DARLINGTON, S.C. Hamburger steaks and hand-cut fries will still be served at the Raceway Grill next year, but everyone around here admits it won't be the same.
The restaurant, as much a fixture on the NASCAR Winston Cup Series as Darlington Raceway next door, has prepared meals for locals and race teams since before any of the drivers in this Sunday's Southern 500 were born. Hamburger steaks and the Southern 500 have been a Labor Day ritual at Darlington, a tradition so thick in storied reverence it seemed to be immune to the whirlwind changes in the sport for more than 50 years. Until now.
The power of television and its billion dollars worth of clout has lured NASCAR to abandon the cornerstone of its racing season. Starting next year, the sport will spend Labor Day weekend under the lights at California Speedway. Although Darlington Raceway said it would keep the Southern 500 name at its new mid-November slot in the schedule, everybody agrees the aura is lost forever.
''At least for a few years, a lot of hearts will be at Darlington that (Labor Day) weekend,'' said Kyle Petty, who has spent every Labor Day weekend at the speedway in his 43-year life. ''Things change, though. Sometimes it's for the good, sometimes not. But things change all the time.''
International Speedway Corp., which owns 11 speedways on the Winston Cup Series schedule, including Darlington, California and North Carolina Speedway, announced in June that it was stripping North Carolina of one of its two racing dates and moving it to California. The plan also called for California to get Darlington's September date and Darlington to gain North Carolina's old date.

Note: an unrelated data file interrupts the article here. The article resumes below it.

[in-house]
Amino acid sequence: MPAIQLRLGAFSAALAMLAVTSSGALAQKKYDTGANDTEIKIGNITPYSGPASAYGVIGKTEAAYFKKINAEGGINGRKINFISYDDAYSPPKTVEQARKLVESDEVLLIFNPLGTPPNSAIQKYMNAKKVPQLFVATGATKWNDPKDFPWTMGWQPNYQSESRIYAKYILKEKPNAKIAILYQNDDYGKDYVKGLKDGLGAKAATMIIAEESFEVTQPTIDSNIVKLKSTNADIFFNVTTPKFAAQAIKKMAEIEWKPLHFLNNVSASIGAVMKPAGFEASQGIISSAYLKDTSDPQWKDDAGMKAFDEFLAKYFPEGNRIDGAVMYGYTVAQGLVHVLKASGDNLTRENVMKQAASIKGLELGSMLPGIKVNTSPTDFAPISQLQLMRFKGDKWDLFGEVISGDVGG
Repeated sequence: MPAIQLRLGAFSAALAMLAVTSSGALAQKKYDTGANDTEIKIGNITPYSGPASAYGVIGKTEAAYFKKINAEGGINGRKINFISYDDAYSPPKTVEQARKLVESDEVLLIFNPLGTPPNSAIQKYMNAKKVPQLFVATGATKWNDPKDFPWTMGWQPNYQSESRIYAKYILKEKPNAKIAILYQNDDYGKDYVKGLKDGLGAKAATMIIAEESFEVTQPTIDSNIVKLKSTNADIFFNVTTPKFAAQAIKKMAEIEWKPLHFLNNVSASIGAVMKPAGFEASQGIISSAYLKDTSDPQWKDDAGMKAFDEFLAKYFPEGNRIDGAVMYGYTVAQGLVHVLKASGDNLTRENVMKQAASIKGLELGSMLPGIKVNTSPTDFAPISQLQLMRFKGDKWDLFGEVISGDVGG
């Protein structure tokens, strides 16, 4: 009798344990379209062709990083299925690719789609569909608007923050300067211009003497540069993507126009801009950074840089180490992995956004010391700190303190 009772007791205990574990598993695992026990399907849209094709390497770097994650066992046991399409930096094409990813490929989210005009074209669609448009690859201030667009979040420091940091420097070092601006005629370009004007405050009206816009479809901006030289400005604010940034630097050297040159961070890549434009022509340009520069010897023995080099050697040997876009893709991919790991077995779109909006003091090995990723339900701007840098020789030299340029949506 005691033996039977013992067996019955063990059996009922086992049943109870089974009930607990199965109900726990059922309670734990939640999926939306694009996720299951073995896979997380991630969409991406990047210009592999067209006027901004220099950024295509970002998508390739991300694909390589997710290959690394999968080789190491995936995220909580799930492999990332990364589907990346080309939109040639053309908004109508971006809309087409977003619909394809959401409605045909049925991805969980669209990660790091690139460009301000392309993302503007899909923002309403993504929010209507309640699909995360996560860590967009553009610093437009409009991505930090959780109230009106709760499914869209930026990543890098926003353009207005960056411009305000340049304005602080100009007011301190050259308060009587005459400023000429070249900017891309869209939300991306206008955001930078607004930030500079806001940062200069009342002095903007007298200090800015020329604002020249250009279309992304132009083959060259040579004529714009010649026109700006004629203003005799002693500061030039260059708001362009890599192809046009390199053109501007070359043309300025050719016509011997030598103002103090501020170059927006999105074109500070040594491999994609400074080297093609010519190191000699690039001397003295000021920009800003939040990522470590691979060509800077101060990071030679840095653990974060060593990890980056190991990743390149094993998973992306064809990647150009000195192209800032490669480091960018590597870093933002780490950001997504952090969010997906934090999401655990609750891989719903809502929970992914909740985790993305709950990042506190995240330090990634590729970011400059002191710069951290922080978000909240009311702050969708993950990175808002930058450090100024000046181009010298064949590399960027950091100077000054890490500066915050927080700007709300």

Darlington insists it still has the Southern 500. But the new date is too much of a change for a sport that had so few traditions remaining. For many, Sunday's race (1 p.m., NBC, Ch. 26) will be the final Southern 500.
''It is without question the biggest event in the history of Darlington Raceway,'' track president Andrew Gurtis said. ''Without question, it's a bittersweet weekend. There's an emotional attachment between Darlington Raceway and Labor Day weekend. With that said, it's teed us up for a monumental event in the track's history.''
Ernest Scurry, who owns the Raceway Grill, doesn't like the change one bit.
''We hate it,'' he said. ''It's not going to be the same.''
Its new position as the next-to-last race will allow Darlington to sell the championship race in the future. Nine of the last 28 championships were decided in the next-to-last race, giving Darlington a marketing tool it's never had.
''November 2004 is going to take on a life of its own,'' Gurtis said.
For many, a new life of lost traditions.
Reach Don Coble at firstname.lastname@example.org.
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